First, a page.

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Review of Isaac Bashevis Singer’s play “Enemies: A Love Story” at Lviv Theater

Vladyslava Moskalets

I was one of the last among my friends to see Isaac Bashevis Singer’s play “Enemies: A Love Story” this winter. Most of my colleagues from work, members of Jewish organizations in Lviv, and just ordinary theater lovers had already seen it and had lively discussions about it. Yiddish plays are not staged in theaters very often, so the Lviv public, especially the segment interested in Jewish culture, was intrigued. Lviv’s Maria Zankovetska Theater, where the play was performed, has 785 seats. That evening, every single one of them was occupied. The play premiered on November 23, 2023 and is still running. The audience was very diverse; people even brought their children, although the story about the spiritual search of a depressed character after the Holocaust is not very child-appropriate. Going to the theater or movie theater during the war is a risky business — when the air raid siren goes off, the show stops and actors and audiences are told to run for the bomb shelter. When this happens, audience members get their money back for the tickets, but they aren’t able to see the show. I was lucky enough to see the show without interruption.

The stage director of ”Enemies: A Love Story”, Maksym Holenko, who previously worked in Odesa, was named the new director of the The Maria Zankovetska Theater in Lviv in summer 2023. He explained that he wanted to present the play to Lviv audiences because it touches on themes of life after war. The play is an adaptation of an Isaac Bashevis Singer novel, which was first published in The Jewish Daily Forward in 1966 under the title “sonim, di geshikhte fun a libe” and then translated into English in 1972. The plot of “Enemies: A Love Story” revolves around Holocaust survivors trying to start a new life in the USA. The main character, former Talmudic scholar and current book-seller in New York, Herman Broder (played by Yurii Khvostenko), is torn between three women: he lives with the Polish woman Jadwiga (Anastasiia Yevtushenko), who hid him from the Nazis. Jadwiga converted to Judaism and does her best to be a good Jewish wife, and Herman feels obliged to her because she saved him. Hovewer, he has also a lover, passionate woman Masha (Diana Kalandarishvili), who is also a Holocaust survivor and lives with her mother. Masha, in turn, has a husband from whom she is separated, but not divorced. And then, to make things more complicated, Tamara (Rymma Zyubina), Broder’s ex-wife, appears unexpectedly. She survived the Holocaust and then the Stalinist camps, lost two children and became cynical and hopeless. Herman Broder is confused and unable to make any decisions. He is haunted by memories of the war, especially of his children who perished in the Holocaust. At the same time, he is depressed and has turned against God and religion. The vaudeville-like plot of the play and Broder’s attempts to navigate these relationships are quite comical. But we soon understand that all of the characters’ attempts to have normal human relations reveal emptiness and trauma they live with after the tragedies they endured. They try to understand the meaning of their suffering, revealing a whole range of views — from deep religiosity to disbelief.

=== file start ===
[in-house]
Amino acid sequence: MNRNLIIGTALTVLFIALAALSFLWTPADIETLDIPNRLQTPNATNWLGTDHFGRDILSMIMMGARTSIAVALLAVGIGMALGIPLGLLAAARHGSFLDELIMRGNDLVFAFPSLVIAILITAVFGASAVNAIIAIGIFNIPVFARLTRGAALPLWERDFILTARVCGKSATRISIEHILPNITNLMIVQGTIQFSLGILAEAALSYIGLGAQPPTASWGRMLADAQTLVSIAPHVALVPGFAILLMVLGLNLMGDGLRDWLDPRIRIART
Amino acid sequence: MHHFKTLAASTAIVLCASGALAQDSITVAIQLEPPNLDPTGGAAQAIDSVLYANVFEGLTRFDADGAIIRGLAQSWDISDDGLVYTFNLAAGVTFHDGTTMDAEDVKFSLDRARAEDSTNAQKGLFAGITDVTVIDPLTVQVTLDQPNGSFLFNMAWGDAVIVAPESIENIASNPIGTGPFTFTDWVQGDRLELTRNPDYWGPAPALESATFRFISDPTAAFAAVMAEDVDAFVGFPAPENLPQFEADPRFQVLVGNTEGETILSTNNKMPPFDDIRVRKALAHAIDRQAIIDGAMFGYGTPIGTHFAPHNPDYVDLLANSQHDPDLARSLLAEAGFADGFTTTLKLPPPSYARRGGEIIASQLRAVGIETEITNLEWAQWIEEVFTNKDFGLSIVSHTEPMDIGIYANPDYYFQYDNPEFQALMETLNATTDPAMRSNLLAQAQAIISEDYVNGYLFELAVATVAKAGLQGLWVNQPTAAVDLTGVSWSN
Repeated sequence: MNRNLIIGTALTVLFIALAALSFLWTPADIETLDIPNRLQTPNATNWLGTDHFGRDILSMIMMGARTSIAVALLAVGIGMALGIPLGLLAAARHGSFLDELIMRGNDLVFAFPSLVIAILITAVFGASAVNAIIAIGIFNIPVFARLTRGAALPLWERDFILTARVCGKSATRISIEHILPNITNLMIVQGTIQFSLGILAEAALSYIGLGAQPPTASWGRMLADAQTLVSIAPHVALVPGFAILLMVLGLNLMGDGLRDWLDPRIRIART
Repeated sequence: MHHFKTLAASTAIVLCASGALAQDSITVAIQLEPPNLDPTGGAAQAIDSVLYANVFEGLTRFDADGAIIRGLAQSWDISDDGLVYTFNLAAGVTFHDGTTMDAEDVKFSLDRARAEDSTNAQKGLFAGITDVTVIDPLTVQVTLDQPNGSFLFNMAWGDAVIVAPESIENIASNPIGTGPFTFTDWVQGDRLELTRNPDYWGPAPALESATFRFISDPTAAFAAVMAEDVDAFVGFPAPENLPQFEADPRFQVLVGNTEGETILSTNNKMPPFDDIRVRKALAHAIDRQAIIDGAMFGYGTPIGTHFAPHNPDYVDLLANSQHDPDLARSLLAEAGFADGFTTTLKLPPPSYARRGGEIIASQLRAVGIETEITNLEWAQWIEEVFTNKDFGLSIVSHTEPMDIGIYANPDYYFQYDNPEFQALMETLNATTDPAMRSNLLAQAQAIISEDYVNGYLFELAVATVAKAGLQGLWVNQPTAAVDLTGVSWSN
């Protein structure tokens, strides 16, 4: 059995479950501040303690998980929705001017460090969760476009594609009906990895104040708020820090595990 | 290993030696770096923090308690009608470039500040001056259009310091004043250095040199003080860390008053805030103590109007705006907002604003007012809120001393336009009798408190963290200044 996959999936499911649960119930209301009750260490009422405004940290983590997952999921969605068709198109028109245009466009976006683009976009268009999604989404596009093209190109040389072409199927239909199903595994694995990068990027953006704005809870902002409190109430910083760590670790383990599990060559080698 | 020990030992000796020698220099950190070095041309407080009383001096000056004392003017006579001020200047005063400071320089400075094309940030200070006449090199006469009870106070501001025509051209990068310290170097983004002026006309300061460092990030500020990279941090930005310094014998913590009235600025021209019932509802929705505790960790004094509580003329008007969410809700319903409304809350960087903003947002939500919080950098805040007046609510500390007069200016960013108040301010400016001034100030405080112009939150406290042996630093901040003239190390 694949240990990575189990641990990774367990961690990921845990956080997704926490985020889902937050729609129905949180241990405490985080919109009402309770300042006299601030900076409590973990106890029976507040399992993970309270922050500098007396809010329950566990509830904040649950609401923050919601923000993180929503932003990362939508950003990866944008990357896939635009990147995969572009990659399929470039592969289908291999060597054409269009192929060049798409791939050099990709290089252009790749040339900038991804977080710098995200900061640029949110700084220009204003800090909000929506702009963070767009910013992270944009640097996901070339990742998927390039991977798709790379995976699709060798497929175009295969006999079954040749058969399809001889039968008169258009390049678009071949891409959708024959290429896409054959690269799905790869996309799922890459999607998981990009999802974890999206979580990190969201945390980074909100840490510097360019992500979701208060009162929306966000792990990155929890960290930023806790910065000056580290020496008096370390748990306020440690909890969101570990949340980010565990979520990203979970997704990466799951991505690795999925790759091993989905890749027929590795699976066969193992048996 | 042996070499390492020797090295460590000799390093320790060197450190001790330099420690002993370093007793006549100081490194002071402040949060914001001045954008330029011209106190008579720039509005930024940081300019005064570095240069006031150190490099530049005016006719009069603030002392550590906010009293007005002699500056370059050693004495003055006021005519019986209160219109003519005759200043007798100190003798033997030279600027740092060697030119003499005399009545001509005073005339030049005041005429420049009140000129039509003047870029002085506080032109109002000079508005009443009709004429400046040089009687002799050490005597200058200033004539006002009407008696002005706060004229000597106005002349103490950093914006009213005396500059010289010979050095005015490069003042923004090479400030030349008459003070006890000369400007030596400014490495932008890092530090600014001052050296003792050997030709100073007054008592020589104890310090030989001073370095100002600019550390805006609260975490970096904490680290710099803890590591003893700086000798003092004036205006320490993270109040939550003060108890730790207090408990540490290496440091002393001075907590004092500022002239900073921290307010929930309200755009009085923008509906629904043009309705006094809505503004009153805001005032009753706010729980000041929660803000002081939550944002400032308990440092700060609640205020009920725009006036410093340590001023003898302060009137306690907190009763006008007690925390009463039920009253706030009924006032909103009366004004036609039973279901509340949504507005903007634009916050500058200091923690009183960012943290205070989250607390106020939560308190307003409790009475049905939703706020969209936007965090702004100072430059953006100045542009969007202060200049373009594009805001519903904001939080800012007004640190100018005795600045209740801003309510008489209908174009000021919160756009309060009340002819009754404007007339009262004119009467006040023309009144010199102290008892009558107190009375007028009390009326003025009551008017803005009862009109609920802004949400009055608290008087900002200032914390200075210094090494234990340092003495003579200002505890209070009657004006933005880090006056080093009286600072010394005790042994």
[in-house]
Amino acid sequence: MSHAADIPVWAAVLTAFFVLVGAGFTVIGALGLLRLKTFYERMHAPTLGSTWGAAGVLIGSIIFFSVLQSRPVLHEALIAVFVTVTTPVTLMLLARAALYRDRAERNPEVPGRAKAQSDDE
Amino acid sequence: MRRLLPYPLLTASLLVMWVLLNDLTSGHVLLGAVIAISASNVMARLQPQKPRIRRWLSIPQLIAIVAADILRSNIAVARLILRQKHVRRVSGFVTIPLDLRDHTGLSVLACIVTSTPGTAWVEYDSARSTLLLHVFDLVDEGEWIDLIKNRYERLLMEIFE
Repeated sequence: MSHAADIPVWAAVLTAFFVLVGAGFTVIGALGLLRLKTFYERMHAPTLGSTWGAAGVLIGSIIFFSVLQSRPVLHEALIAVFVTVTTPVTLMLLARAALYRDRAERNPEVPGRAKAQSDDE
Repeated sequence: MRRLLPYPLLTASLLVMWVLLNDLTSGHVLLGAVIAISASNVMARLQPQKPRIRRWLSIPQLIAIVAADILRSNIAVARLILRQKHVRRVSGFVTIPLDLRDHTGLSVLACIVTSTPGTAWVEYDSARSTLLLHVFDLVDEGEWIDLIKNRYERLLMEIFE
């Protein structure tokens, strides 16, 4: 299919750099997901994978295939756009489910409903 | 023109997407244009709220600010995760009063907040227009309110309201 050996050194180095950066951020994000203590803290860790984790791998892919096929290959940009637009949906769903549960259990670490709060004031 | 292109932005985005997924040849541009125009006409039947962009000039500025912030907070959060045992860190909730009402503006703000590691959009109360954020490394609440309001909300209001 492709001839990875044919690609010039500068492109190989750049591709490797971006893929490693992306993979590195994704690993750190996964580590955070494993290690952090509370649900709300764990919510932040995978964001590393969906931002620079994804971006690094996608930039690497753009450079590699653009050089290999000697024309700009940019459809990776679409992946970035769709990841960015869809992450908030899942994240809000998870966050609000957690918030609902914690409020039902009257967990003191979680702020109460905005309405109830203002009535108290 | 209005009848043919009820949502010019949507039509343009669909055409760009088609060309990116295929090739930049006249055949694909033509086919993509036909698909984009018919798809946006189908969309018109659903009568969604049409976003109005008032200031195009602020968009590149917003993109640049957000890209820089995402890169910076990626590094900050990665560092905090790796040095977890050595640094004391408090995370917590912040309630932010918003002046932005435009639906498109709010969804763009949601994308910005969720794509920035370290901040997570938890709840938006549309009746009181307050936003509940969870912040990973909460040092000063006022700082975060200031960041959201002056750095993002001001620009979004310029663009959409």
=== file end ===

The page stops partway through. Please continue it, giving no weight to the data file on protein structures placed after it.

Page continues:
This play is a good example of how Maksym Holenko, in his new position as a theater director, envisions the reform of the theater. The production impresses with complicated scenography with a turning set, falling snow and elaborate special effects. The play is spectacular due to the technical innovations and the accompanying music. The revolving stage helps to convey the time span, constantly changing between American reality and the memories of the Holocaust. In the novel, Herman Broder, who was a Talmudic scholar before the war, sells books in New York. The director decided to use hundreds of books as backdrop in the revolving set to symbolize the intellectual world that Herman has left behind. They are just a backdrop to his life, emphasizing his disbelief in God.